Saturday, 16 April 2011

light-hearted all taxa listing in great company

Going out with the Sussex Wildlife Trust today was a great deal of fun. As part of the Youth Council I get to do some pretty awesome stuff. Today was a 'Bioblitz' day in Stanmer Park, where we attempted to record as many species as possible in a little area members of the Youth Rangers (a different part of the wildlife trust altogether), manage for wildlife. It was a great day, and hopefully a predecessor to doing something like this on a larger scale for members of the public. Thanks to Renzo Spano, Dave Barker, Daniel Meads and everyone else for making it so enjoyable.

Our target, not knowing wuite what to expect, was 50 species, including all taxa. we surpassed that easily and we weren't even trying very hard! However, I learn a lot from the people there, and it was good fun being able to have a go at identifying some tricky species I wouldn't have attempted otherwise. I also probably showed off my smart-arse knowledge of birds a little bit too much!

Plant-wise, I managed to, after quite a lot of detective work, identify one of the plants as Cotton Thistle. Now I know what it is, I'm sure I'll be seeing it everywhere I go! We also saw about 20 other plant species overall, without too much effort on our behalf.

The pond was full of wonders, including Frog and Toad Tadpoles, the larvae of a Broad-bodied Chaser, Whirlygig Beetles, Smooth Newts, a Damselfly Nymph and perhaps, best of all, a Smooth Newt Tadpole. I was rather surprised as I have only ever seen Newtlets before, never a newt in this early stage of metamorphis. Though this is probably more through lack of looking than anything else!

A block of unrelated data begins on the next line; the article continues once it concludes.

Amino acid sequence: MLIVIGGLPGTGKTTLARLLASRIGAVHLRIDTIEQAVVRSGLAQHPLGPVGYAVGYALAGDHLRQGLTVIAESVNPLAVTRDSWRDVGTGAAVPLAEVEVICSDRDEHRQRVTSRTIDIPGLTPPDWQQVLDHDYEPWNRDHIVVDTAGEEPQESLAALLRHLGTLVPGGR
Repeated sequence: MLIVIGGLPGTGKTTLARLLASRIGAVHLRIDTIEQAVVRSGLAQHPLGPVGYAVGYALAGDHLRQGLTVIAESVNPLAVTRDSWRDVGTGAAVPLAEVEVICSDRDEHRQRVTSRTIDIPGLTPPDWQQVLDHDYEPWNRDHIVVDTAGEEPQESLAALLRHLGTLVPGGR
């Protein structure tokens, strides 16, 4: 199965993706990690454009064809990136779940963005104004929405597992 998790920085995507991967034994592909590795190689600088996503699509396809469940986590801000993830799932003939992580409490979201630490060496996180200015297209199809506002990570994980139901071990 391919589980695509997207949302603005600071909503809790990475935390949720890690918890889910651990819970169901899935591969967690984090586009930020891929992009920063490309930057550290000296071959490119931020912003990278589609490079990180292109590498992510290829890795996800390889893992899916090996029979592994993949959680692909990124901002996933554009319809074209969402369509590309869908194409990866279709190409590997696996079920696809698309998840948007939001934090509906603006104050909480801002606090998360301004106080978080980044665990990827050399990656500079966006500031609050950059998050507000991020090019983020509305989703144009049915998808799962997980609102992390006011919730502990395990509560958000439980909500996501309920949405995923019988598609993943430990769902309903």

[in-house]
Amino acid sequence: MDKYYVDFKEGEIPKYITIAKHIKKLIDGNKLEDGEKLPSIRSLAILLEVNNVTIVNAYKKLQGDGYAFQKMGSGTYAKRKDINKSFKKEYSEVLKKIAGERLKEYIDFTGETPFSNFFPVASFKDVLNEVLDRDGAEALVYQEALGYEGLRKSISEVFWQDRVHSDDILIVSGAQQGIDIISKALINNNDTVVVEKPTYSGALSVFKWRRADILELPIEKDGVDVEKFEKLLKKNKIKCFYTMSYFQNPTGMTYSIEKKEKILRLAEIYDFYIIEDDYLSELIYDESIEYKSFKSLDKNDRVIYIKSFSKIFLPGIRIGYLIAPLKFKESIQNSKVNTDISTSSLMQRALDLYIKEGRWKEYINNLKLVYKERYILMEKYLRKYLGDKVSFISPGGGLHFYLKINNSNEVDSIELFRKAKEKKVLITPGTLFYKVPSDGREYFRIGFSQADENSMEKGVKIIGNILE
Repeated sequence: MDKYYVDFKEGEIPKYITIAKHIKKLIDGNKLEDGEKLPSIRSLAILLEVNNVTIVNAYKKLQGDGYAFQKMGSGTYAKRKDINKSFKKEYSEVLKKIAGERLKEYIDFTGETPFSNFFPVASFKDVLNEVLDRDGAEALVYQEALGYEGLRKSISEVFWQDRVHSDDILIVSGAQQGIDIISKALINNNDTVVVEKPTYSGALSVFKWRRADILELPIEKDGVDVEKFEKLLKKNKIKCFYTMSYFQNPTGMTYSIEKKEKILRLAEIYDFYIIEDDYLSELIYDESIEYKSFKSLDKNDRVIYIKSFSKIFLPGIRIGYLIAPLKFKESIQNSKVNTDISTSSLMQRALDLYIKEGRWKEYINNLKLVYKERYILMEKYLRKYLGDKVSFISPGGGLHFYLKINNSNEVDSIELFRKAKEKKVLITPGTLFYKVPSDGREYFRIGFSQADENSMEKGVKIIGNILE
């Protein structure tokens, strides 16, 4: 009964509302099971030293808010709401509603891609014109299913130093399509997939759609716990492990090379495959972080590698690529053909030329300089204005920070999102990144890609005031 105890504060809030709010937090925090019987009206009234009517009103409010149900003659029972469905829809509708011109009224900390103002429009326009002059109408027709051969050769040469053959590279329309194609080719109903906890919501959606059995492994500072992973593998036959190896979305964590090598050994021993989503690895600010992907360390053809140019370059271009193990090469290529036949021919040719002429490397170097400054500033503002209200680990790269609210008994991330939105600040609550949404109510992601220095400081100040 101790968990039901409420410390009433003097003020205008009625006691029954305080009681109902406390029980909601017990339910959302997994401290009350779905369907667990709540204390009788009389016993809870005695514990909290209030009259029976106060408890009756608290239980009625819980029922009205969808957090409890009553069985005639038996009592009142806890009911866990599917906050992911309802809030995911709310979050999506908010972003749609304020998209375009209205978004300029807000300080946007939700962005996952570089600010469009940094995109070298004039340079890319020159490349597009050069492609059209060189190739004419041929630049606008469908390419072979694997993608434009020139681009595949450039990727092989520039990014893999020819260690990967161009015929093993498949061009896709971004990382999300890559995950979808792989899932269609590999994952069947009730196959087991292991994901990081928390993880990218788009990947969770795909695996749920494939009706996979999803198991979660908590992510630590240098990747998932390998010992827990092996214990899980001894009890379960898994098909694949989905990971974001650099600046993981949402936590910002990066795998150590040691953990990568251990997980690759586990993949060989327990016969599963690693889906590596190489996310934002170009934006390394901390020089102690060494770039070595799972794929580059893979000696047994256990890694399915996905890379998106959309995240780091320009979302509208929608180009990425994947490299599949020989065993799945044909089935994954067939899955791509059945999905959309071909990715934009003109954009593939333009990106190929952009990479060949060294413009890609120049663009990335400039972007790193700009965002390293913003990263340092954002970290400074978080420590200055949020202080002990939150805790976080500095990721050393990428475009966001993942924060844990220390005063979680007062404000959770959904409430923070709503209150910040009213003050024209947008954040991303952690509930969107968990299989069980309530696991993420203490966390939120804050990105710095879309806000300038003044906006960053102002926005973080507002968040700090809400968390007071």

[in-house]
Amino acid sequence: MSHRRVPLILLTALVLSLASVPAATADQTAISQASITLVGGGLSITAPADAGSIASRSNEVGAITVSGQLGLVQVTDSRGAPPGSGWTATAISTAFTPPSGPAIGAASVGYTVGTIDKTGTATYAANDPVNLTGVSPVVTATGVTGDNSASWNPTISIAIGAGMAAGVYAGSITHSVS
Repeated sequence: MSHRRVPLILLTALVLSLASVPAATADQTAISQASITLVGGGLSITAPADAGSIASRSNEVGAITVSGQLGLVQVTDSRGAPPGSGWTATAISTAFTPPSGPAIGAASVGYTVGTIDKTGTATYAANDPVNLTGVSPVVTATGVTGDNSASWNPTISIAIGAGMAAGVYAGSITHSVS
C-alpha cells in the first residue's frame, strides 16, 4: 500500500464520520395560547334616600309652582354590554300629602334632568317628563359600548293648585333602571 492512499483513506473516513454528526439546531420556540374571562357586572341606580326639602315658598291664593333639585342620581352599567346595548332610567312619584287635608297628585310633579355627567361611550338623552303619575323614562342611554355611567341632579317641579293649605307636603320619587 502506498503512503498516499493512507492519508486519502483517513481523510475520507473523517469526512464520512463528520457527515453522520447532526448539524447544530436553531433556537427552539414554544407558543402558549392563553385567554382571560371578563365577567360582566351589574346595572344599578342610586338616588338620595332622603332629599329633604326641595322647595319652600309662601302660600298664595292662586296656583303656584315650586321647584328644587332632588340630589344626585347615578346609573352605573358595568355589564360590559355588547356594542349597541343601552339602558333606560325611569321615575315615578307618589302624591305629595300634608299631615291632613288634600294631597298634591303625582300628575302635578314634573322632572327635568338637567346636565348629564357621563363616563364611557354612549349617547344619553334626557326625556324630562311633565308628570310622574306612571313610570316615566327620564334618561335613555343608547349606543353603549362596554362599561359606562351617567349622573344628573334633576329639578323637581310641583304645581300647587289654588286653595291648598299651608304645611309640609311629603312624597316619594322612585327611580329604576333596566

Around the pond were a few Large Red Damselflies, and butterflies included Orange-tip, Small and Large Whites and Small Tortoiseshell. I saw Buff-tailed and Red-rumped Bumble-bees, and, after a great amount of effort, caught one of the smaller bees too. In the book this was shown as Andrena Haemorrhoa, it didn't give it's english name. I had to wait until I got home to find out it is also called the EARLY MINING BEE. I'm not sure why that is in capitals as they are pretty common, but it was the first time I have ever identified one of these smaller bees on my own and I'm rather proud! I also managed to photograph and identify a Common Carpet-moth.

Birdwise there wasn't too much to see. Willow warbler and Jay were the best birds, while Blackcap, Chiffchaff and Goldcrest were all heard, we saw the resident Sparrowhawk and Kestrel and had some nice views of Long-tailed Tit. But the birds weren't really that important. The best thing was learning a lot about other wildlife, from some very knowledgeable people, and having a great laught at the same time. Thanks again to Renzo for organizing this and to everyone who came along and made it such fun.

Large Red Damselfly

Common Carpet-moth

Early Mining-Bee

Smooth Newt tadpole. Told apart by the feathery gills (which you can just see)
and the rounded tail.

No comments:

Post a Comment